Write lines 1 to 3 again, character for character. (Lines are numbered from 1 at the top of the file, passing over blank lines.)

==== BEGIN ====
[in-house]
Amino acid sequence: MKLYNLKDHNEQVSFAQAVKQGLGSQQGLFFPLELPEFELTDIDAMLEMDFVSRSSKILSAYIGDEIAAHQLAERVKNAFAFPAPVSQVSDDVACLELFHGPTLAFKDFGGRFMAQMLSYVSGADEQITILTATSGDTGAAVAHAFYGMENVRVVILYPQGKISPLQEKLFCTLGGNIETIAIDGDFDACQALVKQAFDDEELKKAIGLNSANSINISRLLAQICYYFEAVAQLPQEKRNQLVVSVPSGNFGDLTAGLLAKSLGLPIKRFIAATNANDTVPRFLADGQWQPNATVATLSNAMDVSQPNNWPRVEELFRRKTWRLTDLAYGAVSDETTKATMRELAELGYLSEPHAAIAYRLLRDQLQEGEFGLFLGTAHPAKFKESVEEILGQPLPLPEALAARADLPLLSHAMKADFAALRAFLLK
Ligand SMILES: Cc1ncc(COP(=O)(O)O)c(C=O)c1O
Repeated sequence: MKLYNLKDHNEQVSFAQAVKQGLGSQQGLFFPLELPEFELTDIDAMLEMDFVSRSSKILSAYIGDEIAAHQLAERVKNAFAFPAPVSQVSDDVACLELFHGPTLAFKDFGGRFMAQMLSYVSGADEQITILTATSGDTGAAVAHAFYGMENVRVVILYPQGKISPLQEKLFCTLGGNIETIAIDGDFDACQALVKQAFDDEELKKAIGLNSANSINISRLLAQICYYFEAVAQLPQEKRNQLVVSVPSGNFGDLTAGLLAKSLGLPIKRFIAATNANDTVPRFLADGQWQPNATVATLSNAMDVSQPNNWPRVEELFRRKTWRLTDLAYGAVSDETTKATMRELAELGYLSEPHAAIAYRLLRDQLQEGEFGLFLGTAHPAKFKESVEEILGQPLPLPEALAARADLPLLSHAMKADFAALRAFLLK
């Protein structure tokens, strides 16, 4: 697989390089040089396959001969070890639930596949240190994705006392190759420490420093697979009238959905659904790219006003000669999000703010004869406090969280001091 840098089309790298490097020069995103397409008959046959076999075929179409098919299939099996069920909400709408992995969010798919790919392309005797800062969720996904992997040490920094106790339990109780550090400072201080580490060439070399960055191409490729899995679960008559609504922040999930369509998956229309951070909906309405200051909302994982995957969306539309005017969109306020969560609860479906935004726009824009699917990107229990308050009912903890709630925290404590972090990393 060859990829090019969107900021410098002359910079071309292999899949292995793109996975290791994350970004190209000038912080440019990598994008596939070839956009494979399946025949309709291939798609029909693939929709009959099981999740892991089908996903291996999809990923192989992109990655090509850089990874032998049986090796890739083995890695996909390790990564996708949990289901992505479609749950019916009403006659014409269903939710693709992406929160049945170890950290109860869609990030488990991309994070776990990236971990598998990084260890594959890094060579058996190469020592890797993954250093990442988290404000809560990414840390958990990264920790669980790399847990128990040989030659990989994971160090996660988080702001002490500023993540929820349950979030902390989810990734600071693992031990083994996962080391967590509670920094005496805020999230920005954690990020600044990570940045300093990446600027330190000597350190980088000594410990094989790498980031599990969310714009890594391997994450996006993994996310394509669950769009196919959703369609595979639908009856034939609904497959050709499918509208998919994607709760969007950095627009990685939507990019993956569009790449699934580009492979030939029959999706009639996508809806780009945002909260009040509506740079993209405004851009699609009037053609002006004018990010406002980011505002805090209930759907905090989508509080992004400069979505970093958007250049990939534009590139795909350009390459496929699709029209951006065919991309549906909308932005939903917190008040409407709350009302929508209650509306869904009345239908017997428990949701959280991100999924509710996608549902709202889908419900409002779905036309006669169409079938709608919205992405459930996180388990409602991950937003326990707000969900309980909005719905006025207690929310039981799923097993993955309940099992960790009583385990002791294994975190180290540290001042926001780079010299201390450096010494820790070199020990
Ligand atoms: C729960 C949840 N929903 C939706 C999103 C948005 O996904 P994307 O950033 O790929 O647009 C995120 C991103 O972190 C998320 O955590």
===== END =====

[in-house]
Amino acid sequence: MKLYNLKDHNEQVSFAQAVKQGLGSQQGLFFPLELPEFELTDIDAMLEMDFVSRSSKILSAYIGDEIAAHQLAERVKNAFAFPAPVSQVSDDVACLELFHGPTLAFKDFGGRFMAQMLSYVSGADEQITILTATSGDTGAAVAHAFYGMENVRVVILYPQGKISPLQEKLFCTLGGNIETIAIDGDFDACQALVKQAFDDEELKKAIGLNSANSINISRLLAQICYYFEAVAQLPQEKRNQLVVSVPSGNFGDLTAGLLAKSLGLPIKRFIAATNANDTVPRFLADGQWQPNATVATLSNAMDVSQPNNWPRVEELFRRKTWRLTDLAYGAVSDETTKATMRELAELGYLSEPHAAIAYRLLRDQLQEGEFGLFLGTAHPAKFKESVEEILGQPLPLPEALAARADLPLLSHAMKADFAALRAFLLK
Ligand SMILES: Cc1ncc(COP(=O)(O)O)c(C=O)c1O